1932

Abstract

Shiga toxin–producing (STEC), particularly STEC O157, cause rare but potentially serious human infections. Infection with STEC occurs by fecal-oral transmission, most commonly through food. Cattle are the most important reservoir for human STEC exposure, and efforts to control the flow of STEC through beef processing have reduced rates of human illness. However, further reduction in human incidence of STEC may require control of the pathogen in cattle populations. The ecology of STEC in cattle production systems is complex and explained by factors that favor () colonization in the gut, () survival in the environment, and () ingestion by another cattle host. Although nature creates seasonal environmental conditions that do not favor STEC transmission in cattle, human efforts to control STEC by environmental manipulation have not succeeded. Vaccines and direct-fed microbial products have reduced the carriage of STEC by cattle, and other interventions are under investigation.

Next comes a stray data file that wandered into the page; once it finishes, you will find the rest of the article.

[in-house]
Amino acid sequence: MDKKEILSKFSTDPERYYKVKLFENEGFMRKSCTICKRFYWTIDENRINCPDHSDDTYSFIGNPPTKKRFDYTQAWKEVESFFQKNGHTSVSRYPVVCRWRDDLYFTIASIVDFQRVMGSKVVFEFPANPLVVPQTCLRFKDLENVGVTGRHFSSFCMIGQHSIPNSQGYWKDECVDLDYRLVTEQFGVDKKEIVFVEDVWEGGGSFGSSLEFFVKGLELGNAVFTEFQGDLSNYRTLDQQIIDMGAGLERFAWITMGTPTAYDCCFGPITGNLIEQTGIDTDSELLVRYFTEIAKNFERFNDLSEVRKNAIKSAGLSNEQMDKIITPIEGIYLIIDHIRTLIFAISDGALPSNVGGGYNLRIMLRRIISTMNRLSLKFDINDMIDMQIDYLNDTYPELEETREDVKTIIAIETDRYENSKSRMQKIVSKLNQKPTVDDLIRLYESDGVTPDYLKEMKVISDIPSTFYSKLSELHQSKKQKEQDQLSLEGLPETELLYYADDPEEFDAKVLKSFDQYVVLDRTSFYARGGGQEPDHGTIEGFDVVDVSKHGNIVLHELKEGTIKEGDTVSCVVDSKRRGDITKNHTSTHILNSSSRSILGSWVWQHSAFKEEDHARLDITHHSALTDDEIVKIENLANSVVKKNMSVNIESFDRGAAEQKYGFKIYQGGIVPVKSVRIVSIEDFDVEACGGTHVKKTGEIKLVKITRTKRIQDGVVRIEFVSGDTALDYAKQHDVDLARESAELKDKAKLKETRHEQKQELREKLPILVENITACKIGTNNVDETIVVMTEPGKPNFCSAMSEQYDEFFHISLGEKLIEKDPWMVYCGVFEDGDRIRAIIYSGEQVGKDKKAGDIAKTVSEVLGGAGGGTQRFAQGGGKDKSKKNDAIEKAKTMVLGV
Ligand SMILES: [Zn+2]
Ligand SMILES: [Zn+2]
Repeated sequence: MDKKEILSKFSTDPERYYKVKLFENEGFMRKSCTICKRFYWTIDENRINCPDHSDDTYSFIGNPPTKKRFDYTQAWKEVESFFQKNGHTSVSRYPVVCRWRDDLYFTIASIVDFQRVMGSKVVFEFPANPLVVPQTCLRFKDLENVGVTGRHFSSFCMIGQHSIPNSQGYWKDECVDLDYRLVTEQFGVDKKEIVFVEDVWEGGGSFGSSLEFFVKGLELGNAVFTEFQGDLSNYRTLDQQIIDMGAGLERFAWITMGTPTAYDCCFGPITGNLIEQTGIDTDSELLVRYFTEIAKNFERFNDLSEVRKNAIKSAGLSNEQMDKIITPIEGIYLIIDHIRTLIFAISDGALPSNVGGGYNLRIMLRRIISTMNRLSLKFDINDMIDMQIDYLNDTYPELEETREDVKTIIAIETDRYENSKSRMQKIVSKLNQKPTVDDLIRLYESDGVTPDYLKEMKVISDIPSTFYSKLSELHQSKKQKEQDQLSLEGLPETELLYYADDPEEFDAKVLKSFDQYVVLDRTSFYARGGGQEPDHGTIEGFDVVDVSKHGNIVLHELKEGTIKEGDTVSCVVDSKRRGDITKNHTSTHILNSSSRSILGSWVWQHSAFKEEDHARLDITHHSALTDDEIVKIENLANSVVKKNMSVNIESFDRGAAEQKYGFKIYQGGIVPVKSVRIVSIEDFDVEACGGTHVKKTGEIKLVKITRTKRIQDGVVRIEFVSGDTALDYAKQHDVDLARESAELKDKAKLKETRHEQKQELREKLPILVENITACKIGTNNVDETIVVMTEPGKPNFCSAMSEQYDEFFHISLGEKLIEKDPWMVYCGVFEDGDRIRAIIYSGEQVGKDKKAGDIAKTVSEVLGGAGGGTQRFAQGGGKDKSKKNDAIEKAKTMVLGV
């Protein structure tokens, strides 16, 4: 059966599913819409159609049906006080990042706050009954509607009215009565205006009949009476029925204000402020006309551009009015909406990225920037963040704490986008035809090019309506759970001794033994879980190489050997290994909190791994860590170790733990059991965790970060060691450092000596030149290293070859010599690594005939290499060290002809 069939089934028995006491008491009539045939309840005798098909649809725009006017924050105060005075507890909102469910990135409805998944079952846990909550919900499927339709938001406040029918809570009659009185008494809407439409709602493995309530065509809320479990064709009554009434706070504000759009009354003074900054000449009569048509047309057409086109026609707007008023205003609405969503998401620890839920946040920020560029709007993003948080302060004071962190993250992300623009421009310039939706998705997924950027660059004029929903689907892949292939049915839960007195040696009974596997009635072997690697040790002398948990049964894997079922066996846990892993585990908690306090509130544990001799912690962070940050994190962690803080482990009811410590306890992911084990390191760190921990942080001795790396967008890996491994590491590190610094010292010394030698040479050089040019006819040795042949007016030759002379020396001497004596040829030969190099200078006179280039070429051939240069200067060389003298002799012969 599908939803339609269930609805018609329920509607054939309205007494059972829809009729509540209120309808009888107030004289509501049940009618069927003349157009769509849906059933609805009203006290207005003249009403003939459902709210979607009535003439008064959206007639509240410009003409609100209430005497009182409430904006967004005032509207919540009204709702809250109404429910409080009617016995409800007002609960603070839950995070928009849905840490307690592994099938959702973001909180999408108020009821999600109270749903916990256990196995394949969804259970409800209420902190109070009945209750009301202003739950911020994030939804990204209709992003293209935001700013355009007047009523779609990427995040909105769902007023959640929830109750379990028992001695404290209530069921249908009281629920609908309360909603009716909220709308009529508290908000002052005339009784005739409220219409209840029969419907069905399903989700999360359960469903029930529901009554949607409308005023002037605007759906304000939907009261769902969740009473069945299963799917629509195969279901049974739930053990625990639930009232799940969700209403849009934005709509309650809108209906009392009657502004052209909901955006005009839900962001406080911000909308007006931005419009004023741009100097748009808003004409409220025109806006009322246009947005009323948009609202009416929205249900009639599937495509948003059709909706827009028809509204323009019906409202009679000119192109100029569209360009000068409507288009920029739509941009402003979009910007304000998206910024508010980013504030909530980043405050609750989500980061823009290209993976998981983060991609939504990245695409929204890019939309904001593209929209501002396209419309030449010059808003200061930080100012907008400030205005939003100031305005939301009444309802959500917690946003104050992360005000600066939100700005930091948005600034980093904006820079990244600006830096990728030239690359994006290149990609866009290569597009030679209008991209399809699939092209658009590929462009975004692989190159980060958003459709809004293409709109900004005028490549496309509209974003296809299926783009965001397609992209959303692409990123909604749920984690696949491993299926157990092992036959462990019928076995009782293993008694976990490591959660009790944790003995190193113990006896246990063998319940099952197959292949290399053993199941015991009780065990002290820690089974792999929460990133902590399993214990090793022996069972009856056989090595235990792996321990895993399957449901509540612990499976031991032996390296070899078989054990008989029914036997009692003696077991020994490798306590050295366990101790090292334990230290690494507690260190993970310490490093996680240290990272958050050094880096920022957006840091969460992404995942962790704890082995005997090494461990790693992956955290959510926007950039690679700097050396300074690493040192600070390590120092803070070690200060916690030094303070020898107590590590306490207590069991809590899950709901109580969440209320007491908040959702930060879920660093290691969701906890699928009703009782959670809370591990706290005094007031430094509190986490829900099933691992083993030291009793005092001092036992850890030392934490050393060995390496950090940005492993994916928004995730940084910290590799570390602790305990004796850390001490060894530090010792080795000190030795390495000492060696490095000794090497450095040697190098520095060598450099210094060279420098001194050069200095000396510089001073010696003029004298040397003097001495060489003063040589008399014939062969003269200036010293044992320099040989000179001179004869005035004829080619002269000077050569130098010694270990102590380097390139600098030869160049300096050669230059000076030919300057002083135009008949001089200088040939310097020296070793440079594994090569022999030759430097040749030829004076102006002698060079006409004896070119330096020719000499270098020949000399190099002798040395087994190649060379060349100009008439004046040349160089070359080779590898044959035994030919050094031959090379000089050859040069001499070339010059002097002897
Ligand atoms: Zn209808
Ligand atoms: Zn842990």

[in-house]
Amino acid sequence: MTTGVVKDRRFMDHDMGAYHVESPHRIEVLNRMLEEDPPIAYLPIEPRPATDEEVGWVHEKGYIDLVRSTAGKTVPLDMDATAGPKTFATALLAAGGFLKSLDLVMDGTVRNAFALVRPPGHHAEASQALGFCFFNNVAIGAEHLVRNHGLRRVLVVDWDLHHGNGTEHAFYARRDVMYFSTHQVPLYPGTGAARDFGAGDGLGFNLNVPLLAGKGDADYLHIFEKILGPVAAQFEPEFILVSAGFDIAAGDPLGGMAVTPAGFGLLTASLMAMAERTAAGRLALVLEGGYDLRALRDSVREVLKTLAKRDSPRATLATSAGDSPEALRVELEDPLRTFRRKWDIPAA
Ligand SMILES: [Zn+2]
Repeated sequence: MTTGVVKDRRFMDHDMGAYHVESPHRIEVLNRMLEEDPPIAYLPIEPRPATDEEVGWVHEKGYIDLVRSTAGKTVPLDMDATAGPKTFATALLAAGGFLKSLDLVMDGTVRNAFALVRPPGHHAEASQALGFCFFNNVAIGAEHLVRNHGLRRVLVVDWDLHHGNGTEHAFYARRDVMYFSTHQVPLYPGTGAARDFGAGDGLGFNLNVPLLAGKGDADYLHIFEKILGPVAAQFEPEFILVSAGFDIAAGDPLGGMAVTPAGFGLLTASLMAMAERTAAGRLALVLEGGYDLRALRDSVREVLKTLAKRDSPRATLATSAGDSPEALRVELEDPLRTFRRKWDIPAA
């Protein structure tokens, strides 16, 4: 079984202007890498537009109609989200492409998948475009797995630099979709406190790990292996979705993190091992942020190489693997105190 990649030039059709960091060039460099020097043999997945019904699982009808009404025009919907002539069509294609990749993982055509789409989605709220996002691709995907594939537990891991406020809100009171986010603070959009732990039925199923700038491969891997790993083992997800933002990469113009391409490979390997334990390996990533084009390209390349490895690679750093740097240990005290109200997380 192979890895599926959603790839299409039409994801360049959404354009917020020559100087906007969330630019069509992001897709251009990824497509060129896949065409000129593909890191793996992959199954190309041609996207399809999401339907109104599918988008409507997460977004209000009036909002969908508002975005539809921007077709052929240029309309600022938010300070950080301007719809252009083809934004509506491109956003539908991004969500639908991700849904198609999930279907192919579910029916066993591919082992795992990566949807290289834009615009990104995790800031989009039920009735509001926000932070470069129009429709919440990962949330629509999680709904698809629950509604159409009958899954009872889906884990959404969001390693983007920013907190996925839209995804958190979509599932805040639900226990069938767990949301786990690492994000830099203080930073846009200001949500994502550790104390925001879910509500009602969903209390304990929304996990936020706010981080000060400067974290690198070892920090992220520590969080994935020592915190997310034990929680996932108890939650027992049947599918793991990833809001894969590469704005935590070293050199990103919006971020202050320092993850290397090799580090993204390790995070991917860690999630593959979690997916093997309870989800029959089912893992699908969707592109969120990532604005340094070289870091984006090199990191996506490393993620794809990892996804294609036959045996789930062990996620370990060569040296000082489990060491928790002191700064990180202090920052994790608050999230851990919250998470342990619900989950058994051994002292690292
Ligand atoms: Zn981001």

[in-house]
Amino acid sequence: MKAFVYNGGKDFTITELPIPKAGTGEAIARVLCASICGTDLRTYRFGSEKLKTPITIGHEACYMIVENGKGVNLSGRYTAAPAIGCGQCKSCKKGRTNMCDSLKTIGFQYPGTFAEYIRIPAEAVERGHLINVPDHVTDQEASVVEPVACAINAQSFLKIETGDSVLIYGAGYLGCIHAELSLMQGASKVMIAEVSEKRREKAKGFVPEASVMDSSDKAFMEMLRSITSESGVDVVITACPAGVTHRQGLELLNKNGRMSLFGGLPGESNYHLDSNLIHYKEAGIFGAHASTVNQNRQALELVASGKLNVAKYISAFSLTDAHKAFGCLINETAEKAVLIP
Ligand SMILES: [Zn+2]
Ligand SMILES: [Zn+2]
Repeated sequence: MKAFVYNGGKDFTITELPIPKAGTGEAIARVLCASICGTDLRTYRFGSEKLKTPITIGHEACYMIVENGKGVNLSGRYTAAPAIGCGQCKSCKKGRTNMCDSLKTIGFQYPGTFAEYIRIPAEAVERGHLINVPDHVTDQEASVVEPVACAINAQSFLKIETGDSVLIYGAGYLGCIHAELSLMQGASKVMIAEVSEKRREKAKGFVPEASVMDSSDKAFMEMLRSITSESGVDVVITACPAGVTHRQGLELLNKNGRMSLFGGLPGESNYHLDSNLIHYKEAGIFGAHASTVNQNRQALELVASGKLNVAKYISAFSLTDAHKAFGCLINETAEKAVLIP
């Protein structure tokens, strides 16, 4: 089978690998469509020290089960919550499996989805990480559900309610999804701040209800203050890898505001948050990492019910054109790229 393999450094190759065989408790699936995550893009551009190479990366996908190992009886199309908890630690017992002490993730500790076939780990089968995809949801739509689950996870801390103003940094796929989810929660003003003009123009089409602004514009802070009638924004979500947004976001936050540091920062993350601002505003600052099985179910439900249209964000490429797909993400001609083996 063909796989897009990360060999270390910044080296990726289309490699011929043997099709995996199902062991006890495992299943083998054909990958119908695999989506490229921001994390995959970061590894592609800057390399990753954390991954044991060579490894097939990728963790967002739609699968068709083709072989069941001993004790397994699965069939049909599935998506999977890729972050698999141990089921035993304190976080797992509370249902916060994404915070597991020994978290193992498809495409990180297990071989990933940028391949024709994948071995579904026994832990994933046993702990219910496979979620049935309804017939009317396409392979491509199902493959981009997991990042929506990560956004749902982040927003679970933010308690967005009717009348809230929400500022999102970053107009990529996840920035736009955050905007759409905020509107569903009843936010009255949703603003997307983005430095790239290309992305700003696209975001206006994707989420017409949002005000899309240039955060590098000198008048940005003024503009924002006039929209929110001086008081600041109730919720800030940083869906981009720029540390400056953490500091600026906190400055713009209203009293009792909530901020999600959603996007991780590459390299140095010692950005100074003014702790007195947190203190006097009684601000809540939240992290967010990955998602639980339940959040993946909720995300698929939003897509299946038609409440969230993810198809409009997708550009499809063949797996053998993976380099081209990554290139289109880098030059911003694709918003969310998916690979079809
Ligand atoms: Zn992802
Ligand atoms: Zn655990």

Loading

Article metrics loading...

/content/journals/10.1146/annurev-animal-022513-114122
2014-02-15
2024-06-16
Loading full text...

Full text loading...

/content/journals/10.1146/annurev-animal-022513-114122
Loading
/content/journals/10.1146/annurev-animal-022513-114122
Loading

Data & Media loading...

  • Article Type: Review Article
This is a required field
Please enter a valid email address
Approval was a Success
Invalid data
An Error Occurred
Approval was partially successful, following selected items could not be processed due to error